UFOs, Mushrooms, Mandalas: The Aesthetics of Charisma

dont eat the ufo metcalfe

“Don’t Eat UFO Off the Sidewalk” by David B. Metcalfe – see more of his work here


The idea and function of charisma weaves in and out of the paranormal and other liminal elements of society (cults being a big example). I address pure Weber-style charismatic authority in my previous post “Atlas Charisma”, but here I will discuss charisma emanating from consciousness-altering objects

I recall reading many accounts where the witness is mesmerized, transfixed, enchanted by (especially) the lights emitted by ufos. They often seem captivated and unable to tear their attention away from the object/light, and may fall into altered states of consciousness. My sense is that this effect goes beyond a reaction to a compelling aesthetic experience, that there is somehow a type of informational transfer occurring or trying to manifest.

I got to thinking about this recently because of David B. Metcalfe’s “Don’t Eat The UFO” drawings. One in particular reminded me of another instance of charisma exerted by  non human intelligences. My husband Anthony and I were hiking around Cosumnes River Preserve one early spring when there was a bloom of mushrooms – numerous and large blooms of Amanita muscaria and Boletus edulis all through the park.

These fruiting bodies were huge – 10-14” in diameter in many cases – and incredibly striking. A. muscaria is the Christmas mushroom, red capped with white dots and renowned as leading shamans and reindeer on epic sky journeys. B. edulis is one of the choicest culinary mushrooms, and in this instance there’s no mystery as to why people would try eating them – the fruiting bodies that day resembled nothing so much as huge, delectable brioches just laying there for the munching.

In fact, in shape and color the caps looked a lot like the saucer in Metcalfe’s drawing, minus the cupola but orange-toned, lying around at ground level and very tempting.

More interesting than all these mushrooms was the reaction of every person in the park. Everyone was talking about them, pointing them out, asking if we knew what they were, if they were edible, etc. Anthony and I even had to try to talk down a group of 4-5 people who were off trail, gathered in a circle around a brightly colored group of A. muscaria. We kept telling them that those were poisonous and deadly, while they would nod their heads and say, “…yeah…” they could not take their eyes off of these mushrooms. We finally gave up and left them entranced (happily no instances of mushroom poisoning hit the news, I assume they managed to break the spell).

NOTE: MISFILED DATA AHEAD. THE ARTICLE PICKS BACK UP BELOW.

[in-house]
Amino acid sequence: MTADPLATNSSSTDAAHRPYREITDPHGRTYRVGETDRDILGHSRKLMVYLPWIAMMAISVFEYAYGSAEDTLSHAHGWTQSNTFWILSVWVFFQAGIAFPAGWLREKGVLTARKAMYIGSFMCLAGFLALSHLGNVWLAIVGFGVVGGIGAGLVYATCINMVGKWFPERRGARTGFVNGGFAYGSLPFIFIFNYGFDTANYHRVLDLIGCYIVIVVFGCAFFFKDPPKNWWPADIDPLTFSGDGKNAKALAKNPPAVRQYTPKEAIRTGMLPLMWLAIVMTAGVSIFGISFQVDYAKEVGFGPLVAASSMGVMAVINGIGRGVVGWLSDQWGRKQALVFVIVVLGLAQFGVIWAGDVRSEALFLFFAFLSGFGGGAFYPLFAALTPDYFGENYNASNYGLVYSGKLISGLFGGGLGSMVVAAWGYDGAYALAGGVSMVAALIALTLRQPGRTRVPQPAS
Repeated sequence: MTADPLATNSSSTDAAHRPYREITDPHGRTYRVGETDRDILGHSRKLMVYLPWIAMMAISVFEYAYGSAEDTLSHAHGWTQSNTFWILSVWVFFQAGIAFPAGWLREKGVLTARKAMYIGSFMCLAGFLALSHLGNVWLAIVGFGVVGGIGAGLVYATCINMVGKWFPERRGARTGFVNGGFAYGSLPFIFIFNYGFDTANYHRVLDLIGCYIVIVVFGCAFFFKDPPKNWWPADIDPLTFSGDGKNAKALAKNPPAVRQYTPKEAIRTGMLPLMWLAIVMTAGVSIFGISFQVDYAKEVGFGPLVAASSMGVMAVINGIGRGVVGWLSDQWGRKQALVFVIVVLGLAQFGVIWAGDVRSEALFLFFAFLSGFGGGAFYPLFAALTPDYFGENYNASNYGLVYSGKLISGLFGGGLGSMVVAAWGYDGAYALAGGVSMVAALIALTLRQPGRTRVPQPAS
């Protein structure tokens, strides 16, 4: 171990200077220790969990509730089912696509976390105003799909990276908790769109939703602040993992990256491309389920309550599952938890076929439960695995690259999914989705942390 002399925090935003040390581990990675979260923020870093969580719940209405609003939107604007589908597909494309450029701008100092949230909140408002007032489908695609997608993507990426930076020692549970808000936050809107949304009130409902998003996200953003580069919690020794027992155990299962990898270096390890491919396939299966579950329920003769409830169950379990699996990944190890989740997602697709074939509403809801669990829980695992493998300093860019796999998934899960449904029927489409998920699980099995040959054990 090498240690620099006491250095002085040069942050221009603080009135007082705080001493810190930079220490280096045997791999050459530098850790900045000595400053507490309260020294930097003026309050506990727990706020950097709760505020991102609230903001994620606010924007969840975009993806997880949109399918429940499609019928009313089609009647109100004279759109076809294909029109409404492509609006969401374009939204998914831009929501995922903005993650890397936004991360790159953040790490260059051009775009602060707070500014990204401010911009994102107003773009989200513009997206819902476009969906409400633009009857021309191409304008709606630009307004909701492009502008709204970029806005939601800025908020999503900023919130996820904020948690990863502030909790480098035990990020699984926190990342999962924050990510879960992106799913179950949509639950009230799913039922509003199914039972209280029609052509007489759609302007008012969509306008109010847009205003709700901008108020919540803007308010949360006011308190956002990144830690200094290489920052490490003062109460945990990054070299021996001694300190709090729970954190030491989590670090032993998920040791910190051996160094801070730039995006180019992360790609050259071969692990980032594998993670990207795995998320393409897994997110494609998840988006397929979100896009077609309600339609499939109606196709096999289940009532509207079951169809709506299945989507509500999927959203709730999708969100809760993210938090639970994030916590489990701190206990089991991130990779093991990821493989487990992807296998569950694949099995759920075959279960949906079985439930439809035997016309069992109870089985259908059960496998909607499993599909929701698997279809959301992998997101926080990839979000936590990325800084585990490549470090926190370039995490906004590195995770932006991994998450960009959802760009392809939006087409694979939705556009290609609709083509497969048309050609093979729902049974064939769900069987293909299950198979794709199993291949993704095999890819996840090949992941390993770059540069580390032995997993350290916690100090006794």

In both instances, saucer and mushroom, some people experience a strong attraction to interact with the intelligence which is associated with the outer manifestation. In many cases, this intelligence seems to be pushing for a physical merger – eating the mushroom, entering the saucer – which will allow intimate communication between the human and non-human consciousnesses.  This attraction seems to emanate from pure charisma. It’s telling to see it manifest in non-human intelligences from earth and sky through the same shape, that of the mandala.


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3 thoughts on “UFOs, Mushrooms, Mandalas: The Aesthetics of Charisma

  1. Hi! Nice read about the intersection of fungi, UFOs, and enthrallment…

    Quick clarification: Amanita muscaria is not usually deadly (unless consumed in large quantities) but it *is* toxic – in the same sense that alcohol is toxic – and the typical effects of a small amount are not death or illness so much as a kind of woozy inebriation. The active toxin can also be boiled out.



    1. Hi Eric! Thank you so much for reading and providing further info on Amanita muscaria effects. In the moment, we were pretty much trying to move people out of their fixation – in the delta area where we were even woozy inebriation could be dangerous, with tule fog and deep canals making the roads hazardous.

      It’s great to see the link to BAMS, an outstanding organization! I’ve been to a couple of their fall shows at the Oakland Museum, a true high point for nature lovers!


      1. Yeah: anecdotally I’ve heard that a small 1” square chunk of muscaria cap is roughly equivalent to a glass of beer in its effects, but it ramps up quickly from there into unfun side effects like extreme lethargy or convulsions. Yikes! Luckily nowhere near as poisonous as its invasive cousin Amanita phalloides though (thought to have been introduced to America via cork trees imported a century ago for the nascent wine industry.)

        Happy to hear you’ve attended some of their myco events – wish I’d seen this post a week ago so I could hype the MSSF Fungus Fair in Golden Gate Park last weekend. No UFOs but a few spacy looking people for sure. 😉


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